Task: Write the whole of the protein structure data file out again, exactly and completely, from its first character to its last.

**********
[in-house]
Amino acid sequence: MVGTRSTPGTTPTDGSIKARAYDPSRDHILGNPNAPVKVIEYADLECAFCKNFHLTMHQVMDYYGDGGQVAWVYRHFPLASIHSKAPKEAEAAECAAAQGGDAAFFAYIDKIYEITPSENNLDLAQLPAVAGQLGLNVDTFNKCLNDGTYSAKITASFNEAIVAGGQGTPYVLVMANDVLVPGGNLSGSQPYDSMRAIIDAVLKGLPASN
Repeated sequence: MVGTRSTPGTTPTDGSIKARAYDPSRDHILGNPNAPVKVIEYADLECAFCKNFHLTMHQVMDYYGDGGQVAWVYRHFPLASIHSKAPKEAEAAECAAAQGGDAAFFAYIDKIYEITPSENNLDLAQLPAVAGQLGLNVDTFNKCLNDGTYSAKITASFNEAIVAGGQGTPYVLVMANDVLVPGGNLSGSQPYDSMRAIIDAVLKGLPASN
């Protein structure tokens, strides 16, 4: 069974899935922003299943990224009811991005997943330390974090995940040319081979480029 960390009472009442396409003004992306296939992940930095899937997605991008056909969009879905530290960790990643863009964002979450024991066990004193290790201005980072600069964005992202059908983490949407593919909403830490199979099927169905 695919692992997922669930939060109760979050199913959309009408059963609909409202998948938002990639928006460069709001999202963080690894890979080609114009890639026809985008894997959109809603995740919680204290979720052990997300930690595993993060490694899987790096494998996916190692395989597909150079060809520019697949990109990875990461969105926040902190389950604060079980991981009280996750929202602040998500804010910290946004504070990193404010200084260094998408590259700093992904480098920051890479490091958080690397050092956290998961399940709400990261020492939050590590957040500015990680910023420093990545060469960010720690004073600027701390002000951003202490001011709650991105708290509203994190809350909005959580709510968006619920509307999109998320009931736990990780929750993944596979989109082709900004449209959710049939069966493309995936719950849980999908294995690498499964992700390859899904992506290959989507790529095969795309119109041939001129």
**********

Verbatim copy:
[in-house]
Amino acid sequence: MVGTRSTPGTTPTDGSIKARAYDPSRDHILGNPNAPVKVIEYADLECAFCKNFHLTMHQVMDYYGDGGQVAWVYRHFPLASIHSKAPKEAEAAECAAAQGGDAAFFAYIDKIYEITPSENNLDLAQLPAVAGQLGLNVDTFNKCLNDGTYSAKITASFNEAIVAGGQGTPYVLVMANDVLVPGGNLSGSQPYDSMRAIIDAVLKGLPASN
Repeated sequence: MVGTRSTPGTTPTDGSIKARAYDPSRDHILGNPNAPVKVIEYADLECAFCKNFHLTMHQVMDYYGDGGQVAWVYRHFPLASIHSKAPKEAEAAECAAAQGGDAAFFAYIDKIYEITPSENNLDLAQLPAVAGQLGLNVDTFNKCLNDGTYSAKITASFNEAIVAGGQGTPYVLVMANDVLVPGGNLSGSQPYDSMRAIIDAVLKGLPASN
């Protein structure tokens, strides 16, 4: 069974899935922003299943990224009811991005997943330390974090995940040319081979480029 960390009472009442396409003004992306296939992940930095899937997605991008056909969009879905530290960790990643863009964002979450024991066990004193290790201005980072600069964005992202059908983490949407593919909403830490199979099927169905 695919692992997922669930939060109760979050199913959309009408059963609909409202998948938002990639928006460069709001999202963080690894890979080609114009890639026809985008894997959109809603995740919680204290979720052990997300930690595993993060490694899987790096494998996916190692395989597909150079060809520019697949990109990875990461969105926040902190389950604060079980991981009280996750929202602040998500804010910290946004504070990193404010200084260094998408590259700093992904480098920051890479490091958080690397050092956290998961399940709400990261020492939050590590957040500015990680910023420093990545060469960010720690004073600027701390002000951003202490001011709650991105708290509203994190809350909005959580709510968006619920509307999109998320009931736990990780929750993944596979989109082709900004449209959710049939069966493309995936719950849980999908294995690498499964992700390859899904992506290959989507790529095969795309119109041939001129």